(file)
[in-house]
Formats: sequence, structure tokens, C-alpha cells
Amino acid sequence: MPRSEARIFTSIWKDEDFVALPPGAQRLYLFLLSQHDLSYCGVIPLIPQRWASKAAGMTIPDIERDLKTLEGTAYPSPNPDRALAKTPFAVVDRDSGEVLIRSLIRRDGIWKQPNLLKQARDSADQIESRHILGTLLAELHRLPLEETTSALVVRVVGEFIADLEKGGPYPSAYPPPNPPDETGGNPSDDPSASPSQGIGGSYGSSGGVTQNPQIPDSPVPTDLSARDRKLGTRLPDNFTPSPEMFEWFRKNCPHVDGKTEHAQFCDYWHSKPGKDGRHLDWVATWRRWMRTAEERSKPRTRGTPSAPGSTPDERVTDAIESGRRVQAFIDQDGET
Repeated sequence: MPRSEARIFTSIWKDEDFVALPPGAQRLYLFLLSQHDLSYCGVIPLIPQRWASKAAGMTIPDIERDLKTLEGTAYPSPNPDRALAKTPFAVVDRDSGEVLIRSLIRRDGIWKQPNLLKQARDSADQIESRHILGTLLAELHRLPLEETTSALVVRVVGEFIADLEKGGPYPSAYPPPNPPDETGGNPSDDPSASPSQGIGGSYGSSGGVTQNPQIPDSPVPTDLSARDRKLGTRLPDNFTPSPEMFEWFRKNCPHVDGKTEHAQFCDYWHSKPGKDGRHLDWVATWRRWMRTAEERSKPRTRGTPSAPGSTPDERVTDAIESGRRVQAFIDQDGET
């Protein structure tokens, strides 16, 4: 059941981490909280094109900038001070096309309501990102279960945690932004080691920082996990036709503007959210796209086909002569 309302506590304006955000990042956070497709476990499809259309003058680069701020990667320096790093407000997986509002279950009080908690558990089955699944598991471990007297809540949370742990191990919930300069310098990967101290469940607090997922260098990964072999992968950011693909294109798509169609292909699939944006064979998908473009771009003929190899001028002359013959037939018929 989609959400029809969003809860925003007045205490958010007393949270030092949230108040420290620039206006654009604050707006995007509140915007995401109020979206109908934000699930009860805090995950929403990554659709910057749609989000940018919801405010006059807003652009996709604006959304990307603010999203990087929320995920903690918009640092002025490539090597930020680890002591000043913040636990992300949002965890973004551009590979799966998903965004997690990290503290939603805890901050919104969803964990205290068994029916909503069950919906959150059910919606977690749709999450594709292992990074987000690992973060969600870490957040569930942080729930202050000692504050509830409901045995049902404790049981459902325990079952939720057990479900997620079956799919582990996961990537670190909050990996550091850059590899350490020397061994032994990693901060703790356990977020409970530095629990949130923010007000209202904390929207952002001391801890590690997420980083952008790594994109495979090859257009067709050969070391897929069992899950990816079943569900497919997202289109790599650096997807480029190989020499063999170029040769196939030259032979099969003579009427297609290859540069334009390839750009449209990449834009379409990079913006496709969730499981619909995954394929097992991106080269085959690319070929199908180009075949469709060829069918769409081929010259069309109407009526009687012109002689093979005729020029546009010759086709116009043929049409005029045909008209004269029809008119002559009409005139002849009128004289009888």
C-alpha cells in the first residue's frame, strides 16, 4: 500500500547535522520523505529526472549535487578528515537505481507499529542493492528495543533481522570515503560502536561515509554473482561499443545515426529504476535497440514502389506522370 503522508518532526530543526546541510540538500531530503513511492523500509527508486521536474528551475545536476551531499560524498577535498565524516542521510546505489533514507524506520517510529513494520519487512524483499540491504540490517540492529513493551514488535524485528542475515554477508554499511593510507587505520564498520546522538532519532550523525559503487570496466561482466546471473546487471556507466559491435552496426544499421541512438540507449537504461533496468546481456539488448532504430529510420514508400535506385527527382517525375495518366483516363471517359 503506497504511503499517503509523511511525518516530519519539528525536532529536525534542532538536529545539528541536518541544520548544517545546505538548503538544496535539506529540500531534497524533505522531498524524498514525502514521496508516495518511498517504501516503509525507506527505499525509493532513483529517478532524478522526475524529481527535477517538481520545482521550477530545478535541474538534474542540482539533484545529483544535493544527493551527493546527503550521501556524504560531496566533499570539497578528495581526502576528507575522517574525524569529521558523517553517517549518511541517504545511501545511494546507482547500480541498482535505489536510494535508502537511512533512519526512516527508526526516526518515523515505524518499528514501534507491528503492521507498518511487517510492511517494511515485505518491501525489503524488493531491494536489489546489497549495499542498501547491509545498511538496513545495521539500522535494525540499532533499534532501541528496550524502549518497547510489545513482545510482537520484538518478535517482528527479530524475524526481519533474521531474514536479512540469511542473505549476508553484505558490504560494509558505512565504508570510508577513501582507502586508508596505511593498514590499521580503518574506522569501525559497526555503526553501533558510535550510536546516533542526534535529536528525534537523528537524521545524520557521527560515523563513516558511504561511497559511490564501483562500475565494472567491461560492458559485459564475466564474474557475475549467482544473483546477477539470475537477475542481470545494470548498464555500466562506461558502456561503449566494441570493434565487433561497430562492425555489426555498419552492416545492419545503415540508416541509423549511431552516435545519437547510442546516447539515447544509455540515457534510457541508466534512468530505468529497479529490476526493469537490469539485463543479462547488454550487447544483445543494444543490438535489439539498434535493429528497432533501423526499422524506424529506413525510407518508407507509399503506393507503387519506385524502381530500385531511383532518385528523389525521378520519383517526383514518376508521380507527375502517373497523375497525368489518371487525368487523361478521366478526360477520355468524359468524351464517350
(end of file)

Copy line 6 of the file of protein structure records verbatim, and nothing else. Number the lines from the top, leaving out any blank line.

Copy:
C-alpha cells in the first residue's frame, strides 16, 4: 500500500547535522520523505529526472549535487578528515537505481507499529542493492528495543533481522570515503560502536561515509554473482561499443545515426529504476535497440514502389506522370 503522508518532526530543526546541510540538500531530503513511492523500509527508486521536474528551475545536476551531499560524498577535498565524516542521510546505489533514507524506520517510529513494520519487512524483499540491504540490517540492529513493551514488535524485528542475515554477508554499511593510507587505520564498520546522538532519532550523525559503487570496466561482466546471473546487471556507466559491435552496426544499421541512438540507449537504461533496468546481456539488448532504430529510420514508400535506385527527382517525375495518366483516363471517359 503506497504511503499517503509523511511525518516530519519539528525536532529536525534542532538536529545539528541536518541544520548544517545546505538548503538544496535539506529540500531534497524533505522531498524524498514525502514521496508516495518511498517504501516503509525507506527505499525509493532513483529517478532524478522526475524529481527535477517538481520545482521550477530545478535541474538534474542540482539533484545529483544535493544527493551527493546527503550521501556524504560531496566533499570539497578528495581526502576528507575522517574525524569529521558523517553517517549518511541517504545511501545511494546507482547500480541498482535505489536510494535508502537511512533512519526512516527508526526516526518515523515505524518499528514501534507491528503492521507498518511487517510492511517494511515485505518491501525489503524488493531491494536489489546489497549495499542498501547491509545498511538496513545495521539500522535494525540499532533499534532501541528496550524502549518497547510489545513482545510482537520484538518478535517482528527479530524475524526481519533474521531474514536479512540469511542473505549476508553484505558490504560494509558505512565504508570510508577513501582507502586508508596505511593498514590499521580503518574506522569501525559497526555503526553501533558510535550510536546516533542526534535529536528525534537523528537524521545524520557521527560515523563513516558511504561511497559511490564501483562500475565494472567491461560492458559485459564475466564474474557475475549467482544473483546477477539470475537477475542481470545494470548498464555500466562506461558502456561503449566494441570493434565487433561497430562492425555489426555498419552492416545492419545503415540508416541509423549511431552516435545519437547510442546516447539515447544509455540515457534510457541508466534512468530505468529497479529490476526493469537490469539485463543479462547488454550487447544483445543494444543490438535489439539498434535493429528497432533501423526499422524506424529506413525510407518508407507509399503506393507503387519506385524502381530500385531511383532518385528523389525521378520519383517526383514518376508521380507527375502517373497523375497525368489518371487525368487523361478521366478526360477520355468524359468524351464517350